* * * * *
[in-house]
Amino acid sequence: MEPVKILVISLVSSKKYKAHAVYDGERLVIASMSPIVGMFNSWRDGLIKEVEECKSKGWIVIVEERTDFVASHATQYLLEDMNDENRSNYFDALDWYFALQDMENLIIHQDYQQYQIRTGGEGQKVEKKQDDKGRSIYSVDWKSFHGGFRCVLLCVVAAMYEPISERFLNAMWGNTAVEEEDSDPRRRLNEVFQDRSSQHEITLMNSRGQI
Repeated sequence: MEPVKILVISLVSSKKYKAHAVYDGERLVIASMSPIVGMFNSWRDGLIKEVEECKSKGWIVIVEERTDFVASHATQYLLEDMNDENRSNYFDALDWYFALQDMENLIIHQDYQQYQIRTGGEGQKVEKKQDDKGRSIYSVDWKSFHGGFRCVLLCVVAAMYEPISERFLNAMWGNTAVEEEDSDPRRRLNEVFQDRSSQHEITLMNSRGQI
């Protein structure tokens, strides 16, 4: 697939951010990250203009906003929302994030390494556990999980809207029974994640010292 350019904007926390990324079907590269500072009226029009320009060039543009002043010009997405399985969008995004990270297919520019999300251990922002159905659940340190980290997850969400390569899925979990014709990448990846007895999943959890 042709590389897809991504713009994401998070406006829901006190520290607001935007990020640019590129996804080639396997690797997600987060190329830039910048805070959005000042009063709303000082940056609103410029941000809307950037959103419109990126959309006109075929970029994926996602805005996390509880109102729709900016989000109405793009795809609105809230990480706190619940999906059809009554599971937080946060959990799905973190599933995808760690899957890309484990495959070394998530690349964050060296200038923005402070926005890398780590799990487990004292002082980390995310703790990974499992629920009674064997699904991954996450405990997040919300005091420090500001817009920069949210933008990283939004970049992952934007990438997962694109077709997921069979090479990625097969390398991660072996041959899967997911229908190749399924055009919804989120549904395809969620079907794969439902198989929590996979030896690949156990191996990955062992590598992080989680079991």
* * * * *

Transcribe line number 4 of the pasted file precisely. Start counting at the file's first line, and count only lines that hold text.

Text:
């Protein structure tokens, strides 16, 4: 697939951010990250203009906003929302994030390494556990999980809207029974994640010292 350019904007926390990324079907590269500072009226029009320009060039543009002043010009997405399985969008995004990270297919520019999300251990922002159905659940340190980290997850969400390569899925979990014709990448990846007895999943959890 042709590389897809991504713009994401998070406006829901006190520290607001935007990020640019590129996804080639396997690797997600987060190329830039910048805070959005000042009063709303000082940056609103410029941000809307950037959103419109990126959309006109075929970029994926996602805005996390509880109102729709900016989000109405793009795809609105809230990480706190619940999906059809009554599971937080946060959990799905973190599933995808760690899957890309484990495959070394998530690349964050060296200038923005402070926005890398780590799990487990004292002082980390995310703790990974499992629920009674064997699904991954996450405990997040919300005091420090500001817009920069949210933008990283939004970049992952934007990438997962694109077709997921069979090479990625097969390398991660072996041959899967997911229908190749399924055009919804989120549904395809969620079907794969439902198989929590996979030896690949156990191996990955062992590598992080989680079991």